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  1. #11
    cliveh's Avatar
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    Quote Originally Posted by Rick A View Post
    In the old days, they only had orthochromatic film, no red sensitivity.
    Rick is correct.

    “The contemplation of things as they are, without error or confusion, without substitution or imposture, is in itself a nobler thing than a whole harvest of invention”

    Francis Bacon

  2. #12
    Newt_on_Swings's Avatar
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    Saw this online a little while back and is a good example of the use of colors on the original adams family set to get good black and white tones when shot.

    http://i.imgur.com/MIV9yAQ.jpg

    Kinda trippy to see it in color.

  3. #13

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    On the early Baird B&W TV models I am sure I read that the presenters had to use green lipstick to make their lips stand out. Could the same apply to still shots and could it be made even darker with red or magenta filters?

    pentaxuser

  4. #14
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    A #66 filter should do the trick. For a more intense effect, a #58 will work quite nicely. Freckles and blemishes may need some cover up, though, as they darken with the green also.

  5. #15
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    Quote Originally Posted by Newt_on_Swings View Post
    Saw this online a little while back and is a good example of the use of colors on the original adams family set to get good black and white tones when shot.

    http://i.imgur.com/MIV9yAQ.jpg

    Kinda trippy to see it in color.
    Wow, that looks incredibly garish when one is used to seeing the set in black and white!

  6. #16

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    In order to get the effect of an orthochromatic film you must use a minus-red filter (cyan). A blue or green filter is not going to give the same effect. You want red light to be filtered out but not the other colors. For the color blind film used in early silent films you would use a blue filter as these films were not sensitized to other colors.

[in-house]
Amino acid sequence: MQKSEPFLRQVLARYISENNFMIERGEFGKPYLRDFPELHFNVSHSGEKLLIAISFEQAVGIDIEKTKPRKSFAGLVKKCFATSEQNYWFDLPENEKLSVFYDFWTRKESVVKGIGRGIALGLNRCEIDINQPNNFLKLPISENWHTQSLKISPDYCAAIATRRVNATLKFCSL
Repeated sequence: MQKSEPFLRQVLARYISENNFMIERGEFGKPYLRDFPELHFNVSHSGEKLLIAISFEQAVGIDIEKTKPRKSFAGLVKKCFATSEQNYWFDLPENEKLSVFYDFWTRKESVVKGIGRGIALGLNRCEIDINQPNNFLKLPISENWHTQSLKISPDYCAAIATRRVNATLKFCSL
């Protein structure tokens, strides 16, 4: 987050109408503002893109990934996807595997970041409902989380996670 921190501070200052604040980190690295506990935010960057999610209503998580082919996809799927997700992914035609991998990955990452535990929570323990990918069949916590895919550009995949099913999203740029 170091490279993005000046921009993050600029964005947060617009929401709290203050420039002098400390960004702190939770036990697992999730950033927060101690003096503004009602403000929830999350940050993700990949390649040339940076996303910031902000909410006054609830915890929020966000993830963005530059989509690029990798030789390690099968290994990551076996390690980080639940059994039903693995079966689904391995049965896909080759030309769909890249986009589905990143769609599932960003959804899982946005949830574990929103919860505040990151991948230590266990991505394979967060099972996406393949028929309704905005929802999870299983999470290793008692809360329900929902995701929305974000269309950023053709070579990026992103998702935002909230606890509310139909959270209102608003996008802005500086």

Early experiments in television used a sensor that was also orthochromatic. To compensate makeup that was green not red was used. People looked quit ghastly in person when using it.
    A rock pile ceases to be a rock pile the moment a single man contemplates it, bearing within him the image of a cathedral.

    ~Antoine de Saint-Exupery

  7. #17
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    Quote Originally Posted by Rick A View Post
    In the old days, they only had orthochromatic film, no red sensitivity.
    +++Ortho
    Items for sale or trade at www.Camera35.com

  8. #18
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    Quote Originally Posted by Gerald C Koch View Post
    In order to get the effect of an orthochromatic film you must use a minus-red filter (cyan). A blue or green filter is not going to give the same effect. You want red light to be filtered out but not the other colors. For the color blind film used in early silent films you would use a blue filter as these films were not sensitized to other colors.
    According to AA's Basic Photo 4, Natural Light Photography, a 38, 38A, or 66 will give a good representation of ortho film. He also says a #66 will give the most satisfactory results with its high green transmission. Although a 65A might be better suited for what your trying, based on Kodak's Pub B-3, and on the old Transmission of Wratten Filters guide.

    Of course, using filters to do what you can with ortho film may seem contrary to the sensible approach, they will work in the absence of ortho film.

    Panchromatic film was introduced around 1905, although it wasn't until the 30s-40s that it gained real acceptance outside cinematic uses.
    Last edited by kintatsu; 12-23-2013 at 02:02 PM. Click to view previous post history. Reason: My stupidity

  9. #19

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    I was once told that make-up, as well as clothing and even set colours were specifically chosen to look 'right' in B/W. The cinematographers back then had a great eye for how things looked with their particular film stock. The colour publicity shots may have been something separate.

  10. #20
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    Standard trick that I had used in the past, use ortho film to get the almost black lips.
    Warning!! Handling a Hasselblad can be harmful to your financial well being!

    Nothing beats a great piece of glass!

    I leave the digital work for the urologists and proctologists.

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